In short, oral argument suggests another of those familiar, narrow, 5 to 4, Religion Clause decisions. If that’s the case, Espinoza will be an important victory for school choice advocates–though not as sweeping as they might have hoped. Stay tuned.

Christianity and Liberalism before the Fall

Nathan Chapman (Georgia) has posted a very interesting new paper on SSRN, Forgotten Federal-Missionary Partnerships: New Light on the Establishment Clause. His paper relates to a specific, historical example of federal funding for religious schools, but has implications for much broader Establishment Clause issues as well.

Chapman explains that, for much of the 19th Century, the federal government gave significant financial support to Christian missionary schools that educated Native Americans. Even more: virtually no one saw the financial support of these schools as an Establishment Clause problem. Evidently, Americans at the time–or at least the elites whose opinions mattered–did not perceive public support for instruction in Christian morality as a constitutional issue. That is so, Chapman argues, because elites at the time did not perceive basic Christian morality as sectarian and threatening in the way their counterparts do today. Borrowing from sociologist Charles Taylor, Chapman writes that “elite white Americans shared a ‘social imaginary’—or social paradigm—of ‘civilization’ that merged education, republicanism, and at least a modicum of Christianity.”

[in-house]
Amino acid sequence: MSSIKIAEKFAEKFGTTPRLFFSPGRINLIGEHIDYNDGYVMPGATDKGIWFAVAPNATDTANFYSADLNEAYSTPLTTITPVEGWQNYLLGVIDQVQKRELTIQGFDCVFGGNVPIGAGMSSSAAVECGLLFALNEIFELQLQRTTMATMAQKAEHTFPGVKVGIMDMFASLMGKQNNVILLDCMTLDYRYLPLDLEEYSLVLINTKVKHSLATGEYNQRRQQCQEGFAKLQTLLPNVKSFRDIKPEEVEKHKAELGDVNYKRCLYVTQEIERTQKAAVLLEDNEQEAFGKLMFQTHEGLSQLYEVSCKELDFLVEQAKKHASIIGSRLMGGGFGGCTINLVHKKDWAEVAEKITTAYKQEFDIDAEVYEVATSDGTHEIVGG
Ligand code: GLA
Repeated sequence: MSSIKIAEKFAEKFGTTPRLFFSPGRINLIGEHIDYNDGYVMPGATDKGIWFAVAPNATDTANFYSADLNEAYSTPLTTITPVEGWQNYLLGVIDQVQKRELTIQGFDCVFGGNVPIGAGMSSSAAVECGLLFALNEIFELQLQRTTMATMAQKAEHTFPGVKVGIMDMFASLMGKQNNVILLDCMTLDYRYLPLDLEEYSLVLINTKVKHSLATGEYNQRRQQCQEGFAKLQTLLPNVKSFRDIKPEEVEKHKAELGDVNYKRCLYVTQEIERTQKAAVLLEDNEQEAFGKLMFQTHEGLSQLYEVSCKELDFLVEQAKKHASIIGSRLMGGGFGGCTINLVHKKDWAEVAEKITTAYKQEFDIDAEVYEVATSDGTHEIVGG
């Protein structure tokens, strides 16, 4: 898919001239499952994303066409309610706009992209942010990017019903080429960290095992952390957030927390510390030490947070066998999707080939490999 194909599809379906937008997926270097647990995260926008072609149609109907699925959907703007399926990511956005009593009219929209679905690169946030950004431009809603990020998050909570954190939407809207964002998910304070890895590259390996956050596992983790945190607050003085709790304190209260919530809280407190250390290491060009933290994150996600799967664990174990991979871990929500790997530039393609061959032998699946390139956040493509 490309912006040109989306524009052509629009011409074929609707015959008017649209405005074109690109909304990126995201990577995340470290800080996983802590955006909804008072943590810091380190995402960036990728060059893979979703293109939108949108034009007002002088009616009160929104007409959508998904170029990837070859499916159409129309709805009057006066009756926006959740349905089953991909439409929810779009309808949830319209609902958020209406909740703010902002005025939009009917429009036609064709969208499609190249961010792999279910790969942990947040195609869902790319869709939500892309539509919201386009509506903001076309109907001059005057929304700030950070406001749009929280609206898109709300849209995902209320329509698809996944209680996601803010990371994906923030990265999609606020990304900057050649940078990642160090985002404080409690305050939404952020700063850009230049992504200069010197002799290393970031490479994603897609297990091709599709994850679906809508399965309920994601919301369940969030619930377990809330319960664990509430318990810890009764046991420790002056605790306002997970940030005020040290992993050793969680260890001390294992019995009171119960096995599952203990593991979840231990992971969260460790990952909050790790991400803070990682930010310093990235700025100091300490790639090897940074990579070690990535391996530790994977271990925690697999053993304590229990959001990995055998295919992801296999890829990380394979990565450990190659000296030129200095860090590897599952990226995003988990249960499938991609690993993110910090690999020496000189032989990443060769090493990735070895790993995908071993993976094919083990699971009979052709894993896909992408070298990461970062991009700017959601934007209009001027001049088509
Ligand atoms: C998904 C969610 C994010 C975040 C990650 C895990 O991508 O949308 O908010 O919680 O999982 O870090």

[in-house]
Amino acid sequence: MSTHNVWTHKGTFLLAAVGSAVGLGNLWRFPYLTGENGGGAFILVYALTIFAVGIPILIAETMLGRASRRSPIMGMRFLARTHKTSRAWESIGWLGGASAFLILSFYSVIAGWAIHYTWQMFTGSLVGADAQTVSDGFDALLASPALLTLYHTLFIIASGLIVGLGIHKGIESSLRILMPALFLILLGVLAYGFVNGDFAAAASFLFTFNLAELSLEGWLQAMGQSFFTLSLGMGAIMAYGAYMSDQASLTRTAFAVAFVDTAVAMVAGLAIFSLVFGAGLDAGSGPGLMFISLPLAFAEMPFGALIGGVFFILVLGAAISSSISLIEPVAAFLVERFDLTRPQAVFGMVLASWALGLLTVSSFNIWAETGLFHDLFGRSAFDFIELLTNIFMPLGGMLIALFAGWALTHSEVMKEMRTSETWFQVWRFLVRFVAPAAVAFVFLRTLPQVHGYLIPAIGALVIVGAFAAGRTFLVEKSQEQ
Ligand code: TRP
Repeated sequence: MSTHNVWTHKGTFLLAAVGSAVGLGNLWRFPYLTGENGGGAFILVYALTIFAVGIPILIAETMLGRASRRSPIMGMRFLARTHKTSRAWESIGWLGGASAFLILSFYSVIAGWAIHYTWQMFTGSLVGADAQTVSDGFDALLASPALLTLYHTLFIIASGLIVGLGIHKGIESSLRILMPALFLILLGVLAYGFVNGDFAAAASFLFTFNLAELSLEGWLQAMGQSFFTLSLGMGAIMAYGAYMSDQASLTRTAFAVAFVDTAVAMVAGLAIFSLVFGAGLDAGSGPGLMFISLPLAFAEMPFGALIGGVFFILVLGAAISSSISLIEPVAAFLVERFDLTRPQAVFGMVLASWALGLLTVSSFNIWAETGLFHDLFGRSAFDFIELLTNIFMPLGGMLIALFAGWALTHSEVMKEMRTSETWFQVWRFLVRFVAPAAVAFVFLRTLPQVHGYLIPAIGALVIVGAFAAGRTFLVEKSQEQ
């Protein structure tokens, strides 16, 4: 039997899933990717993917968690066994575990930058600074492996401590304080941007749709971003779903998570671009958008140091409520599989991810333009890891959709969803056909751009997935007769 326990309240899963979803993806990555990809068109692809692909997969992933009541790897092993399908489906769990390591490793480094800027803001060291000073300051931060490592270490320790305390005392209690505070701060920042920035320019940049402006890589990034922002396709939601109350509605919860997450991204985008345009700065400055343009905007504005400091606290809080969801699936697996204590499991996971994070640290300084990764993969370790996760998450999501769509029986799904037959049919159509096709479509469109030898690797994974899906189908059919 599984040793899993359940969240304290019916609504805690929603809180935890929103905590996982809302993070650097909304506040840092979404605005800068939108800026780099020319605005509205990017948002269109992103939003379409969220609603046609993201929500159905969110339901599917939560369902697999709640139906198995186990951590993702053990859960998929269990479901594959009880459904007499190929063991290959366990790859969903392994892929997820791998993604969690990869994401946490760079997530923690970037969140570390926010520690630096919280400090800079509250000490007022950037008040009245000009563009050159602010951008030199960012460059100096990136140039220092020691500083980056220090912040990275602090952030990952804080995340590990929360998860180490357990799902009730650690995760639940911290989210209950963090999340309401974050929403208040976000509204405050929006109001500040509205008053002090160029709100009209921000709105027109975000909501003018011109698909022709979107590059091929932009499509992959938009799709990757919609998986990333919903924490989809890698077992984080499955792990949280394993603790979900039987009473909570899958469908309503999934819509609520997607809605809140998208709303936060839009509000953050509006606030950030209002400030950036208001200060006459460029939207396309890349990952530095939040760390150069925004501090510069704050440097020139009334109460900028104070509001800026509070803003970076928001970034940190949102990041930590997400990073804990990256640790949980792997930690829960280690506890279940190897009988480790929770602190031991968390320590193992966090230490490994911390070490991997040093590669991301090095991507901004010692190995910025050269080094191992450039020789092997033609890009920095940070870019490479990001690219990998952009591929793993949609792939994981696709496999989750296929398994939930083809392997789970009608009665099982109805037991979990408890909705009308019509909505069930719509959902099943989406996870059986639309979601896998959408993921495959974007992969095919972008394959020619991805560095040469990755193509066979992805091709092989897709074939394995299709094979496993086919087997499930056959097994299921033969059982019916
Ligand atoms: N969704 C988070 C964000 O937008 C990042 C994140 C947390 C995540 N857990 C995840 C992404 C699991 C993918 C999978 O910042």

This is an extremely important insight for understanding American culture, and, therefore, American law. Historically, Americans have seen Christianity, especially its Protestant iteration, as consistent with liberalism and progress. Writing in the 1830s, Tocqueville observed that in the Old World, everyone understood that Christianity and liberty were rivals; but Americans had so completely run the two together in their minds that it was impossible for them to conceive of the one without the other. The conflict between Christianity and liberty that informs today’s culture wars simply did not exist for most of our history. As a consequence, the issues that preoccupy us today had little salience.

Of course, things are very different now. Maybe something went wrong, or maybe, as Patrick Deneen argues, the conflict was always there, waiting to hatch out. Anyhow, American elites today, especially legal elites, do not see Christianity and liberty as natural allies. This makes “translating” (Chapman’s term) the nineteenth-century practice into contemporary constitutional law rather tricky–even assuming translation is appropriate. The Establishment Clause was fashioned in a very different culture from our own, one that assumed a harmonious relationship between revelation and reason and that little relied on law to mediate conflicts between them. That is no longer the case, and the implications for our law have yet to be worked out.